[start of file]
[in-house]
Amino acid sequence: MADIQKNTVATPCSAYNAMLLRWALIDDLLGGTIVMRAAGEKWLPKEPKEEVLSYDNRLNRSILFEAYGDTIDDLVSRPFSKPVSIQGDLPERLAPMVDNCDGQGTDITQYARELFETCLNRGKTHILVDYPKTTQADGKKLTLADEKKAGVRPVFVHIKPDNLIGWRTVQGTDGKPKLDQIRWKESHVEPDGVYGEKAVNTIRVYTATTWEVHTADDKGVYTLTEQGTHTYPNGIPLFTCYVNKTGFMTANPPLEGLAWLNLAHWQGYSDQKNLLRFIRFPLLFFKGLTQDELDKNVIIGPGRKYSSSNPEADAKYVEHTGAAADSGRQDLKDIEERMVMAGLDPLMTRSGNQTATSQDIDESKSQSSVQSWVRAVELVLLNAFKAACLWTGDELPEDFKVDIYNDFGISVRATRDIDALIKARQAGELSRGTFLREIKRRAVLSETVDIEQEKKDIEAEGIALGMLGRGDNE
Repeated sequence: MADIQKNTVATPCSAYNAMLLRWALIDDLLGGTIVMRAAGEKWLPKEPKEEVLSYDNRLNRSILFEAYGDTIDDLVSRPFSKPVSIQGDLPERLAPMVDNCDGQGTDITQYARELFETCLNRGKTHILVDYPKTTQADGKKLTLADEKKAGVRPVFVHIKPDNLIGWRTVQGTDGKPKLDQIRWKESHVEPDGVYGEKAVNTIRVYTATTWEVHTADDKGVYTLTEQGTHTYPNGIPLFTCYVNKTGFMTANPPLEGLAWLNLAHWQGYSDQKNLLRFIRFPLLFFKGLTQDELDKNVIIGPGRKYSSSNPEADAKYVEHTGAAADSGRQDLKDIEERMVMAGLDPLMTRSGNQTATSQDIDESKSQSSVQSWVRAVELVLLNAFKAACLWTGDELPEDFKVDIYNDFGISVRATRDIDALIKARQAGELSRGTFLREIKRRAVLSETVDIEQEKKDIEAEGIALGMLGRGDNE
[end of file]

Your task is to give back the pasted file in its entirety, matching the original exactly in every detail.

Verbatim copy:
[in-house]
Amino acid sequence: MADIQKNTVATPCSAYNAMLLRWALIDDLLGGTIVMRAAGEKWLPKEPKEEVLSYDNRLNRSILFEAYGDTIDDLVSRPFSKPVSIQGDLPERLAPMVDNCDGQGTDITQYARELFETCLNRGKTHILVDYPKTTQADGKKLTLADEKKAGVRPVFVHIKPDNLIGWRTVQGTDGKPKLDQIRWKESHVEPDGVYGEKAVNTIRVYTATTWEVHTADDKGVYTLTEQGTHTYPNGIPLFTCYVNKTGFMTANPPLEGLAWLNLAHWQGYSDQKNLLRFIRFPLLFFKGLTQDELDKNVIIGPGRKYSSSNPEADAKYVEHTGAAADSGRQDLKDIEERMVMAGLDPLMTRSGNQTATSQDIDESKSQSSVQSWVRAVELVLLNAFKAACLWTGDELPEDFKVDIYNDFGISVRATRDIDALIKARQAGELSRGTFLREIKRRAVLSETVDIEQEKKDIEAEGIALGMLGRGDNE
Repeated sequence: MADIQKNTVATPCSAYNAMLLRWALIDDLLGGTIVMRAAGEKWLPKEPKEEVLSYDNRLNRSILFEAYGDTIDDLVSRPFSKPVSIQGDLPERLAPMVDNCDGQGTDITQYARELFETCLNRGKTHILVDYPKTTQADGKKLTLADEKKAGVRPVFVHIKPDNLIGWRTVQGTDGKPKLDQIRWKESHVEPDGVYGEKAVNTIRVYTATTWEVHTADDKGVYTLTEQGTHTYPNGIPLFTCYVNKTGFMTANPPLEGLAWLNLAHWQGYSDQKNLLRFIRFPLLFFKGLTQDELDKNVIIGPGRKYSSSNPEADAKYVEHTGAAADSGRQDLKDIEERMVMAGLDPLMTRSGNQTATSQDIDESKSQSSVQSWVRAVELVLLNAFKAACLWTGDELPEDFKVDIYNDFGISVRATRDIDALIKARQAGELSRGTFLREIKRRAVLSETVDIEQEKKDIEAEGIALGMLGRGDNE